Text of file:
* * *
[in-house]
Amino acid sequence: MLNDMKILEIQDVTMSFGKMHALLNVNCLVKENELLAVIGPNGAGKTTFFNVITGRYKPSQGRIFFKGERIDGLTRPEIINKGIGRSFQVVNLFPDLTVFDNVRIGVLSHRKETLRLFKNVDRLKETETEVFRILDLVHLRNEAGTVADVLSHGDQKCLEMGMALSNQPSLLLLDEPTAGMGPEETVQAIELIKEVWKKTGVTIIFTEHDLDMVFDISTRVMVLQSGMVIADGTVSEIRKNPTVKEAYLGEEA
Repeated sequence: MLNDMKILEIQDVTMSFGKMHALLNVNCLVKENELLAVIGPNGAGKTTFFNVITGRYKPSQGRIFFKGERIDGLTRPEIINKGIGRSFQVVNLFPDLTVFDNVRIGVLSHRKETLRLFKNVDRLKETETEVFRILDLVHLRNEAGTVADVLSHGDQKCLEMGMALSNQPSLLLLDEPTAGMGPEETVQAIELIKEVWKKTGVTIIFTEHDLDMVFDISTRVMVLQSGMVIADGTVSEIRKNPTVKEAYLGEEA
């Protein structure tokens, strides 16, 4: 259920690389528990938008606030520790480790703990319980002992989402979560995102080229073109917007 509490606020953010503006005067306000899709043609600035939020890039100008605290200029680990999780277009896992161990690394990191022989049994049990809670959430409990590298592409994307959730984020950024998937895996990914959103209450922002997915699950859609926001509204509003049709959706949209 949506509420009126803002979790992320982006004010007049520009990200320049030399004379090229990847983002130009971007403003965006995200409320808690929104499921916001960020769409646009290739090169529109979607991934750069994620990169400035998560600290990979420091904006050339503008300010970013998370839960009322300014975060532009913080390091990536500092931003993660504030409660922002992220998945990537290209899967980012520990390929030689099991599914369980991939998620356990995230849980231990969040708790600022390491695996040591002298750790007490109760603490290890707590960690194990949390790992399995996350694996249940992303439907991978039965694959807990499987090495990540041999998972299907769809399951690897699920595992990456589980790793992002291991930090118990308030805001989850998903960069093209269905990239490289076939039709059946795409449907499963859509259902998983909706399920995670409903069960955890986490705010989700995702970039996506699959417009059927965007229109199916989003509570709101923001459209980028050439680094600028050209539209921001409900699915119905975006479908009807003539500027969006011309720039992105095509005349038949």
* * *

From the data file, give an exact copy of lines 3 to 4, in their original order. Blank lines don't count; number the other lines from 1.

Repeated sequence: MLNDMKILEIQDVTMSFGKMHALLNVNCLVKENELLAVIGPNGAGKTTFFNVITGRYKPSQGRIFFKGERIDGLTRPEIINKGIGRSFQVVNLFPDLTVFDNVRIGVLSHRKETLRLFKNVDRLKETETEVFRILDLVHLRNEAGTVADVLSHGDQKCLEMGMALSNQPSLLLLDEPTAGMGPEETVQAIELIKEVWKKTGVTIIFTEHDLDMVFDISTRVMVLQSGMVIADGTVSEIRKNPTVKEAYLGEEA
């Protein structure tokens, strides 16, 4: 259920690389528990938008606030520790480790703990319980002992989402979560995102080229073109917007 509490606020953010503006005067306000899709043609600035939020890039100008605290200029680990999780277009896992161990690394990191022989049994049990809670959430409990590298592409994307959730984020950024998937895996990914959103209450922002997915699950859609926001509204509003049709959706949209 949506509420009126803002979790992320982006004010007049520009990200320049030399004379090229990847983002130009971007403003965006995200409320808690929104499921916001960020769409646009290739090169529109979607991934750069994620990169400035998560600290990979420091904006050339503008300010970013998370839960009322300014975060532009913080390091990536500092931003993660504030409660922002992220998945990537290209899967980012520990390929030689099991599914369980991939998620356990995230849980231990969040708790600022390491695996040591002298750790007490109760603490290890707590960690194990949390790992399995996350694996249940992303439907991978039965694959807990499987090495990540041999998972299907769809399951690897699920595992990456589980790793992002291991930090118990308030805001989850998903960069093209269905990239490289076939039709059946795409449907499963859509259902998983909706399920995670409903069960955890986490705010989700995702970039996506699959417009059927965007229109199916989003509570709101923001459209980028050439680094600028050209539209921001409900699915119905975006479908009807003539500027969006011309720039992105095509005349038949």